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Tag Archives: Catherine Jinks

The Abused Werewolf Rescue Group

These days, much of the popular paranormal fiction on YA shelves seems to be almost exclusively targeted at female audiences.

Teenage boys, however, can be thankful Catherine Jinks hasn’t forgotten them, following up her offbeat novel The Reformed Vampire Support Group (TRVSG) with another cool offering, The Abused Werewolf Rescue Group.

While the TRVSG was told from vampire Nina’s perspective, her latest novel is told through the eyes of 13-year-old Toby, who learns the hard way that his onset of hormones has also brought on the onset of latent lycanthropy.

Jinks turned vampire mythology on its head (her Sydney-based blood suckers are sickly and vulnerable, and not remotely interested in epic romances), and while she doesn’t take quite as many liberties with her werewolves, she still stays firmly grounded in realism.

Readers of TRVSG will be pleased to see the return of Rueben, the werewolf inadvertently rescued by the vampires (while they were timidly trying to track down a ‘slayer’).

It’s Rueben who tries to convince Toby he’s a werewolf (after the teenager is found dazed in a dingo pen after the last full moon).  Not surprisingly, Toby thinks Rueben and his friends – the motely crew from TRVSG – are a bunch of weirdos, and it’s not until he’s kidnapped by men with more sinister motives that he begins to change his mind.

The story treads some familiar territory of TRVSG, but from a more masculine perspective (and, of course, is focused on werewolves, not vampires).

This time around the tone is darker and the story more violent (hard not to be when the plot centres on young werewolves being imprisoned and essentially turned into cage fighting pit bulls), but it’s never overdone, and there is still plenty of humour to stave off any real menace.

The pace is also faster this time around, with the action kicking in almost immediately, and then ramping up once Toby is kidnapped – and starts to realise Rueben wasn’t a complete nut job.

Again Jinks keeps her story unashamedly Australian, which for me was a big part of the book’s appeal.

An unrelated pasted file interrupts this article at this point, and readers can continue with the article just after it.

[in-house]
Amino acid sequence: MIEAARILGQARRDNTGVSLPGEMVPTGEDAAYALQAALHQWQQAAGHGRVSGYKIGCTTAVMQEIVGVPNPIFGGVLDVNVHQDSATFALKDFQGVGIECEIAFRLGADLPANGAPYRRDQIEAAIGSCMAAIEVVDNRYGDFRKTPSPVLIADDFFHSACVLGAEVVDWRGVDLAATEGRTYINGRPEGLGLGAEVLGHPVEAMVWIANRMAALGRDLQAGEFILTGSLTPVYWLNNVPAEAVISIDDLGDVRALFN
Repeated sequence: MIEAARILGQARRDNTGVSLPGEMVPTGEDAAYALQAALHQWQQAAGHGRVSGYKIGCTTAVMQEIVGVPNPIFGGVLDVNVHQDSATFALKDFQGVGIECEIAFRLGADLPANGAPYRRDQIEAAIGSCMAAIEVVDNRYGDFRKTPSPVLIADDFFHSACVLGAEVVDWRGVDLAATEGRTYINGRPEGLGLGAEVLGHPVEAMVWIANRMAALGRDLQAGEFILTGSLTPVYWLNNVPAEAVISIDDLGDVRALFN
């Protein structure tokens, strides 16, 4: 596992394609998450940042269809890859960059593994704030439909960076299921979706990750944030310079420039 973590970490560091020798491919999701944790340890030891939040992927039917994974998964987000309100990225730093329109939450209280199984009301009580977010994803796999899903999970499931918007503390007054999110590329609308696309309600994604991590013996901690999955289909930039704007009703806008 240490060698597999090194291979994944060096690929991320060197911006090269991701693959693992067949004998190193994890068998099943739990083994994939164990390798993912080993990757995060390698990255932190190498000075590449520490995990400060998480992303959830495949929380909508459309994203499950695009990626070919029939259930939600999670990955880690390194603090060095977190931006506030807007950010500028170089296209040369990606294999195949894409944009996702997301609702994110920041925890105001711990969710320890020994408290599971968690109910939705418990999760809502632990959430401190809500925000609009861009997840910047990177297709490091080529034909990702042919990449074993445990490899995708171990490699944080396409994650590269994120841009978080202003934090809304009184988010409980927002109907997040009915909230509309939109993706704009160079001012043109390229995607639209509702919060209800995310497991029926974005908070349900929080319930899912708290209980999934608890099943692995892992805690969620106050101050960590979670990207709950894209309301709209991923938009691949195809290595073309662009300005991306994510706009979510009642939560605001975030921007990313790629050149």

And no, I’m not a teenage boy, but I still enjoyed it. I hope Jinks continues on with this group of characters, as there’s certainly plenty more she can do with them.

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The vampires you’re having when you’re not having vampires…

If urban fantasy has taught us nothing, it’s that vampires are either terrifying or sexy, or both. And, of course, they’re generally violent and dangerous.

But in Catherine Jinks’ excellent and funny novel The Reformed Vampire Support Group, the vampires are far from powerful. In fact, they’re sickly, socially isolated and living on a diet of guinea pigs, barely able to defend themselves.

Fifteen-year-old Nina has been a vampire since 1973. She’s part of a fairly pathetic group of vamps who meet once a week for therapy sessions to help them refrain from ‘fanging’ humans).

But the vamps’ tedious world is threatened when one of their members is murdered by an unknown – and unexpected – vampire slayer.

Terrified they’ll each be hunted, they decide to track their enemy (supported by Nina’s aging mother and a sympathetic Catholic priest), assuming that once the slayer sees how pathetic and harmless they are they’ll be left alone.

Outside of their comfort zone and ill-equipped for danger, Nina and her fellow vamps stumble into a world of guns, thugs, werewolves and vicious humans.

The classic about-face for this book is that the tension comes from the vampire’s vulnerability, and Nina’s efforts to rise above her fear.

Jinks even manages to have fun with the whole vampire-werewolf love triangle. Nina’s best friend is the cool but downbeat Dave – also a vampire since his teens – and together they rescue a volatile werewolf, who is actually a teenager. Nina’s lack of experience with romantic feelings makes her reaction to both guys frequently entertaining.

While the vampire mythology here deviates from pretty much everything in the literary world at the moment, it is deftly constructed and Jinks keeps within the lines she’s drawn. When Nina and Dave show moments of heroics, it’s in spite of their vampirism, not because of it.

Jinks is a well established Australian author with a long list of books for children and young adults. This one sits in the YA shelf, which is interesting given the narrative character is actually 51 years old (trapped in a 15-year-old body). As such, it should also find an older readership.

The Reformed Vampire Support Group is a fun read, packed with plenty of suspense, a clever plot and a nice sprinkle of understated romance.

Definitely one of my favourite reads of recent months. (And the good news is Jinks has The Abused Werewolf Rescue Group due out this year.)

Covers are from Margaret Connolly & Associates (the first one is the Australian version, and the second, an edgier version is for the UK market).